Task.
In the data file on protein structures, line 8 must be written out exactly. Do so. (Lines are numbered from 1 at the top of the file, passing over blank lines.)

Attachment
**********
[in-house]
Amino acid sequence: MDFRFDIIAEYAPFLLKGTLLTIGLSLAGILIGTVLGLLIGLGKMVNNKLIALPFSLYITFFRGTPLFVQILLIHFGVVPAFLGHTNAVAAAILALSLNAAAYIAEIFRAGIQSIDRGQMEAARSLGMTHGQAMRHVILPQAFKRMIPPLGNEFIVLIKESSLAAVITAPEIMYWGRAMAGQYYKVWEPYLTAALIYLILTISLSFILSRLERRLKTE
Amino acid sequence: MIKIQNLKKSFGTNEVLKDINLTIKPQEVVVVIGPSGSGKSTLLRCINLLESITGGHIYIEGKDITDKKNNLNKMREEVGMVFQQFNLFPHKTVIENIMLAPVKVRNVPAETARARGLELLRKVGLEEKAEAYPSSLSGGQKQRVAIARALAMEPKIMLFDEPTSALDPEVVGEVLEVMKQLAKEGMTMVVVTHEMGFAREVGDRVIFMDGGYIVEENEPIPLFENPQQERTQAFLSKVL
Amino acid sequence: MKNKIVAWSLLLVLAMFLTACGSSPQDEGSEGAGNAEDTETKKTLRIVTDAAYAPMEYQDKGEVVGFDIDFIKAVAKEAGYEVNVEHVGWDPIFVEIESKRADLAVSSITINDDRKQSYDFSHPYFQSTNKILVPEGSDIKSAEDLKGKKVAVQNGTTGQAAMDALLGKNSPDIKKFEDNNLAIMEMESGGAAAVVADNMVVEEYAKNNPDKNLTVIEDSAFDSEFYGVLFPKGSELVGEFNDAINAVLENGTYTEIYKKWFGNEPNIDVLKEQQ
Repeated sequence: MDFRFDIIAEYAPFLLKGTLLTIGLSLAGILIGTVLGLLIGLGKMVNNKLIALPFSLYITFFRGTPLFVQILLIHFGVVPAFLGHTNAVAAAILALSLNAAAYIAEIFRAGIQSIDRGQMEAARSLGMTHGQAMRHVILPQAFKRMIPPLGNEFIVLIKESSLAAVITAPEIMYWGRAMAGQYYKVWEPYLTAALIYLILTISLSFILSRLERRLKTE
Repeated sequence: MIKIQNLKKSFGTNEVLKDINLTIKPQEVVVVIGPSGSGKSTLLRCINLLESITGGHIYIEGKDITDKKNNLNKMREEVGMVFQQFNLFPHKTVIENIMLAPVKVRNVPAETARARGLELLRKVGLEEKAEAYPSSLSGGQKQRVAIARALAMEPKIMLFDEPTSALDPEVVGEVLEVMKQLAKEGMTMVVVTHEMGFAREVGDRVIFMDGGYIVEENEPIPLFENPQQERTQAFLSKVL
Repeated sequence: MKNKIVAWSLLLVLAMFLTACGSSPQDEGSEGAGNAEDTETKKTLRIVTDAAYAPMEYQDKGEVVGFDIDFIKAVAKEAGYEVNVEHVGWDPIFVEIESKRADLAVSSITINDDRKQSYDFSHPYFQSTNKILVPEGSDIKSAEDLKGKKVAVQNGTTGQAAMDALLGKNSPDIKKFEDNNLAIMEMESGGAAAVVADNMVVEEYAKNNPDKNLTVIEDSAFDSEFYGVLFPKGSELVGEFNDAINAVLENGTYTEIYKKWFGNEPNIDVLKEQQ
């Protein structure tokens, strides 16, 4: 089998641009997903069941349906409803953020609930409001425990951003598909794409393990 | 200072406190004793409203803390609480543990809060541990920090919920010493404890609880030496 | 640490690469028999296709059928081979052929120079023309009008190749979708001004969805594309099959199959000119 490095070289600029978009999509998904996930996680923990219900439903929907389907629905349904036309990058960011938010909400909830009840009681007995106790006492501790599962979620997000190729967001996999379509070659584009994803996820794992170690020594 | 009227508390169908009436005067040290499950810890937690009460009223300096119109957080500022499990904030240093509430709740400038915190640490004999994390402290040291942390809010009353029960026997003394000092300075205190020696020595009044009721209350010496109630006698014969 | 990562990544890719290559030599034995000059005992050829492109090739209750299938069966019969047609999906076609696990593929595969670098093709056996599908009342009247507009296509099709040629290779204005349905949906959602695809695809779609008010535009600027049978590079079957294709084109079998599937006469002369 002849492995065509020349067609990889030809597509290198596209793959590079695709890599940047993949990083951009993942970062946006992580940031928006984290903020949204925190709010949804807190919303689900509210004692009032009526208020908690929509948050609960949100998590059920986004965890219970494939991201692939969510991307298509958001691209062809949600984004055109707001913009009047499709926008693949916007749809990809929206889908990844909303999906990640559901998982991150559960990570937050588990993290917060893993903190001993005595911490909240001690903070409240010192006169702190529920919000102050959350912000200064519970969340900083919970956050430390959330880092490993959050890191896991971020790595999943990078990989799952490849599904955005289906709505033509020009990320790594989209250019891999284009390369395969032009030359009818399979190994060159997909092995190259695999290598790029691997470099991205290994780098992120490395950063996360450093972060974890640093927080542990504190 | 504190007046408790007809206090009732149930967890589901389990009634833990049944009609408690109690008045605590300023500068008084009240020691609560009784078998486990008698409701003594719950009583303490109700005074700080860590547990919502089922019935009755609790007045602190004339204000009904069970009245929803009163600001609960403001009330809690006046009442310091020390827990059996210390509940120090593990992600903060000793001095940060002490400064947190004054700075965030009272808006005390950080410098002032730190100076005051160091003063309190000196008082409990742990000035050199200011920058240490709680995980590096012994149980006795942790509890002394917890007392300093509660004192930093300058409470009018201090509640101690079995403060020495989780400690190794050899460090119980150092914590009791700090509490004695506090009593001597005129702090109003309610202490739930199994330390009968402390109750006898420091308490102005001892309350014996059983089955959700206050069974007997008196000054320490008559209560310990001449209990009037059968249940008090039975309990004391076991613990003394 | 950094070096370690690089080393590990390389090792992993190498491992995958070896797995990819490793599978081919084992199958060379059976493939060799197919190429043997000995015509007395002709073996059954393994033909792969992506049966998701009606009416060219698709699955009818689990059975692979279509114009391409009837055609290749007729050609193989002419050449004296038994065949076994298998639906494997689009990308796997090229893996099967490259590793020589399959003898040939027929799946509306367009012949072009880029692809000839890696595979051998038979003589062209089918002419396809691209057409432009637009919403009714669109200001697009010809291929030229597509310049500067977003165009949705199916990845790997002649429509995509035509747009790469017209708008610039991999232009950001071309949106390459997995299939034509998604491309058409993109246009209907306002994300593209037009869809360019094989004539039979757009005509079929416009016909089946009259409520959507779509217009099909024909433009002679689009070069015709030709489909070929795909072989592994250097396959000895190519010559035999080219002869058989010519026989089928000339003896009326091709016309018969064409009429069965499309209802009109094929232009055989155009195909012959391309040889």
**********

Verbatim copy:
């Protein structure tokens, strides 16, 4: 089998641009997903069941349906409803953020609930409001425990951003598909794409393990 | 200072406190004793409203803390609480543990809060541990920090919920010493404890609880030496 | 640490690469028999296709059928081979052929120079023309009008190749979708001004969805594309099959199959000119 490095070289600029978009999509998904996930996680923990219900439903929907389907629905349904036309990058960011938010909400909830009840009681007995106790006492501790599962979620997000190729967001996999379509070659584009994803996820794992170690020594 | 009227508390169908009436005067040290499950810890937690009460009223300096119109957080500022499990904030240093509430709740400038915190640490004999994390402290040291942390809010009353029960026997003394000092300075205190020696020595009044009721209350010496109630006698014969 | 990562990544890719290559030599034995000059005992050829492109090739209750299938069966019969047609999906076609696990593929595969670098093709056996599908009342009247507009296509099709040629290779204005349905949906959602695809695809779609008010535009600027049978590079079957294709084109079998599937006469002369 002849492995065509020349067609990889030809597509290198596209793959590079695709890599940047993949990083951009993942970062946006992580940031928006984290903020949204925190709010949804807190919303689900509210004692009032009526208020908690929509948050609960949100998590059920986004965890219970494939991201692939969510991307298509958001691209062809949600984004055109707001913009009047499709926008693949916007749809990809929206889908990844909303999906990640559901998982991150559960990570937050588990993290917060893993903190001993005595911490909240001690903070409240010192006169702190529920919000102050959350912000200064519970969340900083919970956050430390959330880092490993959050890191896991971020790595999943990078990989799952490849599904955005289906709505033509020009990320790594989209250019891999284009390369395969032009030359009818399979190994060159997909092995190259695999290598790029691997470099991205290994780098992120490395950063996360450093972060974890640093927080542990504190 | 504190007046408790007809206090009732149930967890589901389990009634833990049944009609408690109690008045605590300023500068008084009240020691609560009784078998486990008698409701003594719950009583303490109700005074700080860590547990919502089922019935009755609790007045602190004339204000009904069970009245929803009163600001609960403001009330809690006046009442310091020390827990059996210390509940120090593990992600903060000793001095940060002490400064947190004054700075965030009272808006005390950080410098002032730190100076005051160091003063309190000196008082409990742990000035050199200011920058240490709680995980590096012994149980006795942790509890002394917890007392300093509660004192930093300058409470009018201090509640101690079995403060020495989780400690190794050899460090119980150092914590009791700090509490004695506090009593001597005129702090109003309610202490739930199994330390009968402390109750006898420091308490102005001892309350014996059983089955959700206050069974007997008196000054320490008559209560310990001449209990009037059968249940008090039975309990004391076991613990003394 | 950094070096370690690089080393590990390389090792992993190498491992995958070896797995990819490793599978081919084992199958060379059976493939060799197919190429043997000995015509007395002709073996059954393994033909792969992506049966998701009606009416060219698709699955009818689990059975692979279509114009391409009837055609290749007729050609193989002419050449004296038994065949076994298998639906494997689009990308796997090229893996099967490259590793020589399959003898040939027929799946509306367009012949072009880029692809000839890696595979051998038979003589062209089918002419396809691209057409432009637009919403009714669109200001697009010809291929030229597509310049500067977003165009949705199916990845790997002649429509995509035509747009790469017209708008610039991999232009950001071309949106390459997995299939034509998604491309058409993109246009209907306002994300593209037009869809360019094989004539039979757009005509079929416009016909089946009259409520959507779509217009099909024909433009002679689009070069015709030709489909070929795909072989592994250097396959000895190519010559035999080219002869058989010519026989089928000339003896009326091709016309018969064409009429069965499309209802009109094929232009055989155009195909012959391309040889």